A bailout happens whenever police approach a person or persons in a vehicle and instead of cooperating with police, they choose to bail out of their vehicle, often running into the nearby woods.
Such was the case on Wednesday, June 11 at about 10 a.m., when Karnes County deputies responded to a report of a vehicle blocking the roadway on State Highway 81 just west of Hobson.
As the deputies approached, 35 people who were later determined to be illegal aliens from the Honduras, either bailed out and ran for the woods or tried to escape in one of the two vehicles.
The illegals in the two Chevy Suburbans were mostly young people under the age of 21, some of which were dehydrated and malnourished.
Some of the 25 taken into custody were treated at Otto Kaiser Memorial Hospital before they were released to federal officers with Immigration and Customs Enforcement.
Deputies responded to reports of other illegals in the same area later that night and also early the next morning, taking an additional 10 people into custody and later releasing them to federal officials.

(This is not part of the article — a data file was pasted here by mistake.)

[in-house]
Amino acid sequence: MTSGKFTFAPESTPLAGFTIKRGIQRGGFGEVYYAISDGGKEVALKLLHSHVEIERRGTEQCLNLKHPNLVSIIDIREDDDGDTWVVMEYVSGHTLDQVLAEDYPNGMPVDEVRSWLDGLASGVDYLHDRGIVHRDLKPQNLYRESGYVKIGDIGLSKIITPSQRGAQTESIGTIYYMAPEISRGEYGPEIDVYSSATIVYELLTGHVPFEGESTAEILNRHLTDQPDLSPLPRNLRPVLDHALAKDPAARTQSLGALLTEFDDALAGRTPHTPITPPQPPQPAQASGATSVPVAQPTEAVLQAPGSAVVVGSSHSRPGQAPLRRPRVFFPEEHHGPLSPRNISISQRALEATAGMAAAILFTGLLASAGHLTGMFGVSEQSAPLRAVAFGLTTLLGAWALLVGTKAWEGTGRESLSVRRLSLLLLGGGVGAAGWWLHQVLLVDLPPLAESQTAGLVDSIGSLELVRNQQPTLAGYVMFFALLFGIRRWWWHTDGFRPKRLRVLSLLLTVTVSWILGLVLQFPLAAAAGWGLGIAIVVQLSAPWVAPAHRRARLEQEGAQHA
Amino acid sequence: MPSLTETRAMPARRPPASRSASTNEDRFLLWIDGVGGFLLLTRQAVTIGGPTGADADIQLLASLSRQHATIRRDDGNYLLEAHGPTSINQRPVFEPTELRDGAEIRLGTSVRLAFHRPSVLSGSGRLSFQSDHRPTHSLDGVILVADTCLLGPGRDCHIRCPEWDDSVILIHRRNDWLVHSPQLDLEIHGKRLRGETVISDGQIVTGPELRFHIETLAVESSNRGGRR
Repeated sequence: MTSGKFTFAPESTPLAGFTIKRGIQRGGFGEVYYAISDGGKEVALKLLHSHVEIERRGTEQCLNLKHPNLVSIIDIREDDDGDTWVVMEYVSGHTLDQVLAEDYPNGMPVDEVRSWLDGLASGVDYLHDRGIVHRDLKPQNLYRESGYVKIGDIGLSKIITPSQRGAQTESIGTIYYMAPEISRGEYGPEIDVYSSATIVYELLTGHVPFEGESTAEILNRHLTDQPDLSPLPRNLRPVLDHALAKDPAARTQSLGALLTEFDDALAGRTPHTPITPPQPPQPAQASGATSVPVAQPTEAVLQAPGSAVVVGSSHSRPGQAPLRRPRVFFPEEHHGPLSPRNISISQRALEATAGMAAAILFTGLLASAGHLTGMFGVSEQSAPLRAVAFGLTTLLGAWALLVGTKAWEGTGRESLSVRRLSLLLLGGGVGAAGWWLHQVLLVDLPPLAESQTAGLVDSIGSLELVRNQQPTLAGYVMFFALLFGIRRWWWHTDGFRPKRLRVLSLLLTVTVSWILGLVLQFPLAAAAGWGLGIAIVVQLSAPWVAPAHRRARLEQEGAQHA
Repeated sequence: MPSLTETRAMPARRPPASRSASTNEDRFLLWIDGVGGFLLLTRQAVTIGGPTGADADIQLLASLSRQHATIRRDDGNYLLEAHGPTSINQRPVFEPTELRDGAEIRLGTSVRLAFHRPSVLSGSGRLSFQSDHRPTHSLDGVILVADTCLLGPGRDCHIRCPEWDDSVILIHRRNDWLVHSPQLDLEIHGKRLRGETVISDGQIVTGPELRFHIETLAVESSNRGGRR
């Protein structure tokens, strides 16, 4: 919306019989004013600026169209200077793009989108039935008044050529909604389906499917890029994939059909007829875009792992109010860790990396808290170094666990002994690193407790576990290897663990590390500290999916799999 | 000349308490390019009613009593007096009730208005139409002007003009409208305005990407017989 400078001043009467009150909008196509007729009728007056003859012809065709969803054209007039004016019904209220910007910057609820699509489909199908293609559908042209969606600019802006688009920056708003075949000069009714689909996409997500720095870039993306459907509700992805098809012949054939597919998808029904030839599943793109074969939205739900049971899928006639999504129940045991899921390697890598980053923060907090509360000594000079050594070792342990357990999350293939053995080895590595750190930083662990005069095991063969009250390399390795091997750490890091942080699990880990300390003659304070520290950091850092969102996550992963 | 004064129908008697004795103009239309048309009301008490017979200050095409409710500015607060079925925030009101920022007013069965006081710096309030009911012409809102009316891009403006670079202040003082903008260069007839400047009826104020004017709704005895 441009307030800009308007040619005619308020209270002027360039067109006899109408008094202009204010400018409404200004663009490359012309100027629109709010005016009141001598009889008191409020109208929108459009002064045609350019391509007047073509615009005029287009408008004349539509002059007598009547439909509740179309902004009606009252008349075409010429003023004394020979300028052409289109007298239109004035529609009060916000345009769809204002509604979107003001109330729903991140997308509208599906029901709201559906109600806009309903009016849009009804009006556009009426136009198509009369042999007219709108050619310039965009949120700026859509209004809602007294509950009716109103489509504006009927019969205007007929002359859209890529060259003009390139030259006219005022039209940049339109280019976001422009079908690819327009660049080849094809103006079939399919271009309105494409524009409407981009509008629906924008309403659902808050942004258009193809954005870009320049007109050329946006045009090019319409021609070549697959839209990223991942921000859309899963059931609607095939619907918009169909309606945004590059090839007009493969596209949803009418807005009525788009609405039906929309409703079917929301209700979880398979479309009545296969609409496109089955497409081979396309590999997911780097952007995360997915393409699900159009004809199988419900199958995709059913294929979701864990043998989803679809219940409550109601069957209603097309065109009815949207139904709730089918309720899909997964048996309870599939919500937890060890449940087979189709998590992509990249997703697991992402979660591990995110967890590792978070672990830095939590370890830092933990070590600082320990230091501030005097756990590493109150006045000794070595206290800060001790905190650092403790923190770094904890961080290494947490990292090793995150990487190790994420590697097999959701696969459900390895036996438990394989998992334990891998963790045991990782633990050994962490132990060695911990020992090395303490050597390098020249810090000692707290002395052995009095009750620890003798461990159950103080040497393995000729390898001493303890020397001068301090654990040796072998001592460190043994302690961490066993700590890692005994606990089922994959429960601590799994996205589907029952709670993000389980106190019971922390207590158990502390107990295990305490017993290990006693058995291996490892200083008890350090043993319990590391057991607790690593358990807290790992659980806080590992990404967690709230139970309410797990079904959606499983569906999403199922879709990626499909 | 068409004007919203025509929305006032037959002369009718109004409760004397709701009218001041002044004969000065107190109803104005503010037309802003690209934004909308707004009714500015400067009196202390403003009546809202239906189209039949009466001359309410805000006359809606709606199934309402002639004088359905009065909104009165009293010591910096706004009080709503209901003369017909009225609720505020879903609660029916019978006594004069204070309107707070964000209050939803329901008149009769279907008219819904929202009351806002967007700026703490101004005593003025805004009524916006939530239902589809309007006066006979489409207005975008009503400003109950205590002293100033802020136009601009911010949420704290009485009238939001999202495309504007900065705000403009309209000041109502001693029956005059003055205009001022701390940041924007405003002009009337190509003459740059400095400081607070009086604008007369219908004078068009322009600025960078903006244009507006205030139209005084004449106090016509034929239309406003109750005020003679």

Police suspect the several vehicles were all connected to one "coyote" -- the person who was paid to take the Hondurans to the United States. None of the people taken into custody had weapons of any kind.
The volume of reports of illegal aliens crossing through Karnes County is at an all time high now, according to Karnes County Chief Deputy Robert Ebrom, and the public is encouraged to call the sheriff's office immediately if any are spotted passing through the area.
See the June 18 issue of The Karnes Countywide for more on this story.